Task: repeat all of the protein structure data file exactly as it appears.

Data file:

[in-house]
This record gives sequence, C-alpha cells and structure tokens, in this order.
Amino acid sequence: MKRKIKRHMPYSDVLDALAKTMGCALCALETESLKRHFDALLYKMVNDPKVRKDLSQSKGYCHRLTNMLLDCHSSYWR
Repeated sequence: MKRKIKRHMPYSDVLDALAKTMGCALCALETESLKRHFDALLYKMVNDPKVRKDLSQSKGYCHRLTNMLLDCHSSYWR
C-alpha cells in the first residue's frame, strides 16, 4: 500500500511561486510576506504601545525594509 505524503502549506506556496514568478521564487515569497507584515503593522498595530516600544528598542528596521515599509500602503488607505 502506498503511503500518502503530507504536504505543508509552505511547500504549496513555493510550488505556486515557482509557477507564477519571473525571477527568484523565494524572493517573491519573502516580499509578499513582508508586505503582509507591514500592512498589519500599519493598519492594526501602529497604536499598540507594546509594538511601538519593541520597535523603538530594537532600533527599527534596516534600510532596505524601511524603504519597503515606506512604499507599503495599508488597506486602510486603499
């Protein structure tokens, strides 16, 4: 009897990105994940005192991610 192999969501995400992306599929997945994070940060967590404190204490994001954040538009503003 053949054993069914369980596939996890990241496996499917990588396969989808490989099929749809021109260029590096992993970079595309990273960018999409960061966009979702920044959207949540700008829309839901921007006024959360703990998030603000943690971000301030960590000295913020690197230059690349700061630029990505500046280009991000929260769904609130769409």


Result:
[in-house]
This record gives sequence, C-alpha cells and structure tokens, in this order.
Amino acid sequence: MKRKIKRHMPYSDVLDALAKTMGCALCALETESLKRHFDALLYKMVNDPKVRKDLSQSKGYCHRLTNMLLDCHSSYWR
Repeated sequence: MKRKIKRHMPYSDVLDALAKTMGCALCALETESLKRHFDALLYKMVNDPKVRKDLSQSKGYCHRLTNMLLDCHSSYWR
C-alpha cells in the first residue's frame, strides 16, 4: 500500500511561486510576506504601545525594509 505524503502549506506556496514568478521564487515569497507584515503593522498595530516600544528598542528596521515599509500602503488607505 502506498503511503500518502503530507504536504505543508509552505511547500504549496513555493510550488505556486515557482509557477507564477519571473525571477527568484523565494524572493517573491519573502516580499509578499513582508508586505503582509507591514500592512498589519500599519493598519492594526501602529497604536499598540507594546509594538511601538519593541520597535523603538530594537532600533527599527534596516534600510532596505524601511524603504519597503515606506512604499507599503495599508488597506486602510486603499
């Protein structure tokens, strides 16, 4: 009897990105994940005192991610 192999969501995400992306599929997945994070940060967590404190204490994001954040538009503003 053949054993069914369980596939996890990241496996499917990588396969989808490989099929749809021109260029590096992993970079595309990273960018999409960061966009979702920044959207949540700008829309839901921007006024959360703990998030603000943690971000301030960590000295913020690197230059690349700061630029990505500046280009991000929260769904609130769409």